All of the constructs were examined in a Drosophila S2 cell culture assay, in which either the FGFR or the Torso signaling system was activated. Both full-length Dof and Dof600 are phosphorylated on tyrosine residues upon FGF signaling, but Torso cannot use Dof as a substrate. These results are consistent with in vivo data showing that Dof is exclusively needed for FGF-mediated signal transduction and that Torso is able to activate the MAPK cascade in the absence of Dof in dof mutant embryos. Using coimmunoprecipitation experiments, it was shown that Dof forms a complex with both FGFRs and that the first 484 amino acids, although not phosphorylated upon FGF signaling, are required and sufficient for the association with the FGFRs, demonstrating that phosphorylation of Dof is not necessary for complex formation. Cell culture analysis is in line with studies showing that the N-terminal part of Dof directly interacts with the kinase domains of Btl and Htl in yeast two hybrid assays. In addition, it was observed that both the juxtamembrane and the C terminus of Btl can be deleted without affecting considerably the quality of the rescue capacity of the receptor. Thus, it appears that Dof directly docks onto the kinase domain of the FGF receptor, in contrast to the vertebrate FGFR adapter SNT/FRS2, which interacts with a sequence motif in the juxtamembrane region of the receptor (Petit, 2004).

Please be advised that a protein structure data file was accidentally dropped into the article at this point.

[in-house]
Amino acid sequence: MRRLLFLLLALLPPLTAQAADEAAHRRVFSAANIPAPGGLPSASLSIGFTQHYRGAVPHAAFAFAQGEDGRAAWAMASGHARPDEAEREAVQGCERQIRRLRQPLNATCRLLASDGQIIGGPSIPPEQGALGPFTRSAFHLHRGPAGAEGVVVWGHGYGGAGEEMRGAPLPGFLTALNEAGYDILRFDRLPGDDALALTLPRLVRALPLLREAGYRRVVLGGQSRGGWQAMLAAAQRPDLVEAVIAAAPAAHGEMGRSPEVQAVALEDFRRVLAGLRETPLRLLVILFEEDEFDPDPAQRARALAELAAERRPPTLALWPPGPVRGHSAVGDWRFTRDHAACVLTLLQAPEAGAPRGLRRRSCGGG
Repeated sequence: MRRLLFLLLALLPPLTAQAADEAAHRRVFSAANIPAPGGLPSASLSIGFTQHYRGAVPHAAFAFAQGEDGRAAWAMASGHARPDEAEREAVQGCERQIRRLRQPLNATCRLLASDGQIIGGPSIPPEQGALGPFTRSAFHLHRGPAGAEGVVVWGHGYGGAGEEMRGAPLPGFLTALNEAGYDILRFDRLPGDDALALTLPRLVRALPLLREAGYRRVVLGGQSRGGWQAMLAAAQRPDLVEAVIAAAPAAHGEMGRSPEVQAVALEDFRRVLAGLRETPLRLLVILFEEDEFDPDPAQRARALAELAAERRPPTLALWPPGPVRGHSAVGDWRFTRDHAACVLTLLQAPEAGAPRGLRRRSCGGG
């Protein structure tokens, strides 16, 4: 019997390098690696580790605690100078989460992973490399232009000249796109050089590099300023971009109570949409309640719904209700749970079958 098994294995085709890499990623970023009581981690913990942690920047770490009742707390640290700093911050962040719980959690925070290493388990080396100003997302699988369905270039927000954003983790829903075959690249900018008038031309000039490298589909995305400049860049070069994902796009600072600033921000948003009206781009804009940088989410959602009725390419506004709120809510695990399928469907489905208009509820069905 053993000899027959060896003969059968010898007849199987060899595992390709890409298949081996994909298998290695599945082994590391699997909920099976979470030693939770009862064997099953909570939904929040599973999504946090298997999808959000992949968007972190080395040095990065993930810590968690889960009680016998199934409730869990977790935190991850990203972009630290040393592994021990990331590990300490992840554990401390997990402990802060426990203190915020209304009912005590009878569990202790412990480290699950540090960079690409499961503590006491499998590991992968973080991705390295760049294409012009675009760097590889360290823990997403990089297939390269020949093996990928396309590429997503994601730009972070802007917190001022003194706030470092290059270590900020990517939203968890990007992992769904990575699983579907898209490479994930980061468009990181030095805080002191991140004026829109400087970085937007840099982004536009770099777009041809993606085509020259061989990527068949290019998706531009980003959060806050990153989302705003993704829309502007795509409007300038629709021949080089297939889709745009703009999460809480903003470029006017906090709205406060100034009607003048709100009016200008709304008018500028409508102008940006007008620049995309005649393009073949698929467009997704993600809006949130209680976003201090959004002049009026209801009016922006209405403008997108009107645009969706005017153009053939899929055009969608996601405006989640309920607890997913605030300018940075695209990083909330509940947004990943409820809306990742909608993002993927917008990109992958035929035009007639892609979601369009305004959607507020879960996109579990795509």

Since Dof becomes phosphorylated upon FGFR signaling in S2 cells, it was asked whether it was possible to identify functionally important phosphorylation sites, the proteins recognizing these sites in the phosphorylated state, and confirm the results in vivo by making use of the rescue assay and genetic analysis. Two potential phosphorylation target sites were identified by sequence analysis in the essential region comprising amino acids 485 to 600. While mutation of each individual site results in reduced phosphorylation of Dof600 in S2 cells upon FGFR signaling, mutation of only one of these sites, tyrosine 515, abolished the migration rescue capacity in vivo. Since the functionally required tyrosine residue was part of a putative consensus binding site for the SH2 domain of the nonreceptor tyrosine phosphatase Csw/SHP-2, the interaction of Csw with Dof was tested using coimmunoprecipitation experiments; Csw is indeed recruited to the activated signaling complex via Dof. It was found in rescue assays that both the region 485 to 600 as well as the region from 600 to the C terminus (construct dofDelta485-600) are able to confer function to the signaling-deficient N terminus (residues 1 to 484). It is known that the C-terminal sequences also recruit the Csw phosphatase in the absence of tyrosine 515, but it is not known know whether they do so directly or indirectly. Further deletion analyses and biochemical studies will be required to address this question (Petit, 2004).